In your work, you may need a huge amount of industry data to keep your finger on the pulse of change for your profession. Some platforms usually require you to register or provide your email address if you want to get a “free” copy of some reports, for example. As a result, you find yourself bombarded with endless emails every day, even from more organizations than you have registered with.
How obnoxious! You are vexed with so many unsolicited emails, then you notice a few messages include an unsubscribe link. You are almost there to click “unsubscribe.” But, think twice before you take action.
Does an unsubscribe link always work?
In 2003, President George W. Bush signed a law called the CAN-SPAM Act. It sets the rules for commercial emails and gives recipients the right to have senders stop emailing them. Specifically, it requires that “a visible and operable unsubscribe mechanism is present in all emails.”
The good news is clicking unsubscribe usually works – if the sender is a legit organization. However…
What if the sender is a shady one?
Legitimate companies will usually honor your requests for unsubscribing. But for some shady ones, the result is far from your wish: the spammers will not remove your email address from their email lists. What will happen can be:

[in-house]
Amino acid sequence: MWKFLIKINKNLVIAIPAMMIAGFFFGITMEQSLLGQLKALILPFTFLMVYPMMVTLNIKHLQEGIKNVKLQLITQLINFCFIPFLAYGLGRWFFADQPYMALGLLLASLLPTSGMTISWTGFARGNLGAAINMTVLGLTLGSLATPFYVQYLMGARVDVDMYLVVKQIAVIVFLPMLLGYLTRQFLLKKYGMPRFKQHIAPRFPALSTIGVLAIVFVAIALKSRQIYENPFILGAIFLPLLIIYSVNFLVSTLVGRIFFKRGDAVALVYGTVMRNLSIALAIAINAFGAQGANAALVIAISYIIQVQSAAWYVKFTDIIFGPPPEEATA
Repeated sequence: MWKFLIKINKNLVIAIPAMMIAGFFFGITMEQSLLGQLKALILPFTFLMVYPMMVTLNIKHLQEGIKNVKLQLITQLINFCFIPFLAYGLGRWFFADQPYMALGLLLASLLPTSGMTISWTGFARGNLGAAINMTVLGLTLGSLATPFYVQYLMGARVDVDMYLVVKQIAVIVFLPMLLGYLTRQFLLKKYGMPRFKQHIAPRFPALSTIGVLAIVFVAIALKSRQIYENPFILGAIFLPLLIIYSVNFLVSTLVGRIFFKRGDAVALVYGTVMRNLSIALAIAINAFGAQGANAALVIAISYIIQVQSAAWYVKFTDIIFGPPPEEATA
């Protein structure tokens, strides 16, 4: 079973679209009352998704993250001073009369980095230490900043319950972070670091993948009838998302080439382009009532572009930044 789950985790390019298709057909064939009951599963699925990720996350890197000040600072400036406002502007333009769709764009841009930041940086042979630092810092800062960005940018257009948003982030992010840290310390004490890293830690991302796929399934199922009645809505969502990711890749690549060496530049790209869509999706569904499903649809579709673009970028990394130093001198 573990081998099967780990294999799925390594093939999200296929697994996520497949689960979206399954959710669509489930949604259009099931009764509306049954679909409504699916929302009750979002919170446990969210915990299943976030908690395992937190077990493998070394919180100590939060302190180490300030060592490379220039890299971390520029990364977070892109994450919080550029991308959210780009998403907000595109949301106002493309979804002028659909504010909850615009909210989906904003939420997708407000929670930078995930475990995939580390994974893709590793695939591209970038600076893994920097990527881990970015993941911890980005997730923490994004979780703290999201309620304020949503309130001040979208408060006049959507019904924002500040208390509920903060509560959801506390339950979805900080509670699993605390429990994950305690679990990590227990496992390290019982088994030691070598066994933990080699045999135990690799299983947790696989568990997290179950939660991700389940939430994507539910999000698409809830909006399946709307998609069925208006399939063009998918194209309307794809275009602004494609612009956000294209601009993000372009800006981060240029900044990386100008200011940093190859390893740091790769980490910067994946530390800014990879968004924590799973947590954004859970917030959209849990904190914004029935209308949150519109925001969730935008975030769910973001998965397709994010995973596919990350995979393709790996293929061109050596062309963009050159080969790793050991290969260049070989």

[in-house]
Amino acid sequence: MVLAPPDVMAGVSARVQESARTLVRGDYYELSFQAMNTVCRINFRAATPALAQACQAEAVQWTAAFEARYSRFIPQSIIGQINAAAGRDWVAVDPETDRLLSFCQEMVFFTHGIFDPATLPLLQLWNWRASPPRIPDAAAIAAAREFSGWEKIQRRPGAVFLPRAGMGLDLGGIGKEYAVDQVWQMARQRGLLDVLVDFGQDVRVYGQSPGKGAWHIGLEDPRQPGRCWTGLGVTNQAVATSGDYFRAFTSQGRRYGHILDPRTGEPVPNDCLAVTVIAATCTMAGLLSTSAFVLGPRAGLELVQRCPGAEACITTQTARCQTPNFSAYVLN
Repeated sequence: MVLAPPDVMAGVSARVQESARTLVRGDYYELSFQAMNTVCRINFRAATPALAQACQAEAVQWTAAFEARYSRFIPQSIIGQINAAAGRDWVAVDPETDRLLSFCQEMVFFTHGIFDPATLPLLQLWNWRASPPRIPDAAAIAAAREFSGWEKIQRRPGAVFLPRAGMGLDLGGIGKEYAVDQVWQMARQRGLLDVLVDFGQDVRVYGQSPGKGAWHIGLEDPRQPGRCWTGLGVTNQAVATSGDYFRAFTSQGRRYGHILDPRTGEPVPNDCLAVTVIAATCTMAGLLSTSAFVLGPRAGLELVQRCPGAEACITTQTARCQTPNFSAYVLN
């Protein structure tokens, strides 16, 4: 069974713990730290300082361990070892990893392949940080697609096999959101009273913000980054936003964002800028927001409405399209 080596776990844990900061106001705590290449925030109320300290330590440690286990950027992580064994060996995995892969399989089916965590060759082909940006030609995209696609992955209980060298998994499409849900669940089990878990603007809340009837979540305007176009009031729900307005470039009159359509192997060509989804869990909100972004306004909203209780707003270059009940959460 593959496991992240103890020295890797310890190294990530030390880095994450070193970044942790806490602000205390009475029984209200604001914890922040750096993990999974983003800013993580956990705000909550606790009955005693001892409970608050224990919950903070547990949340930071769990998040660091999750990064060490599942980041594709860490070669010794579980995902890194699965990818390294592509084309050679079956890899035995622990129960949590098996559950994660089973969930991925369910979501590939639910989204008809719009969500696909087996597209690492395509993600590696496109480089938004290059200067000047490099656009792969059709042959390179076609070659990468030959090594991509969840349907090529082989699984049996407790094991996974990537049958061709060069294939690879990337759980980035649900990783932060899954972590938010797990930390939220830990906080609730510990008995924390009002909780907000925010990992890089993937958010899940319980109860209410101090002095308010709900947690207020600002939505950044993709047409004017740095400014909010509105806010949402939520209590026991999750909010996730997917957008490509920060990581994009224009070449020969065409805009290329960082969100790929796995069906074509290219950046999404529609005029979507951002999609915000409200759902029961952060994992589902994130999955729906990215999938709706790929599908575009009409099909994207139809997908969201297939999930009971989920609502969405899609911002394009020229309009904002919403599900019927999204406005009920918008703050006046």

By clicking the “unsubscribe” link, you tell the spammers that your email address is live. They will sell the valid and active address to others and “use it for future campaigns”. As a result, you actually increase the amount of spams you receive.
Even worse, the “unsubscribe” link may take you to a malicious site. The site will download malware onto your computer, which can compromise your system, or it will trick you into a scam, which can steal your sensitive data and even your money.
What should you do, then?
Just remember, if an email looks like a truly shady spam, do not click any links and never open any attachments. However, some scammers can act as legit organizations. They would use email address which highly resemble the real, authoritative one.
That’s why you need help from experts. Mr. Post, an add-in for your Outlook, would be your first choice. Mr. Post will visualize the email route, unveil the real sender and inspect links in your emails. If there is any risk, Mr. Post will warn you.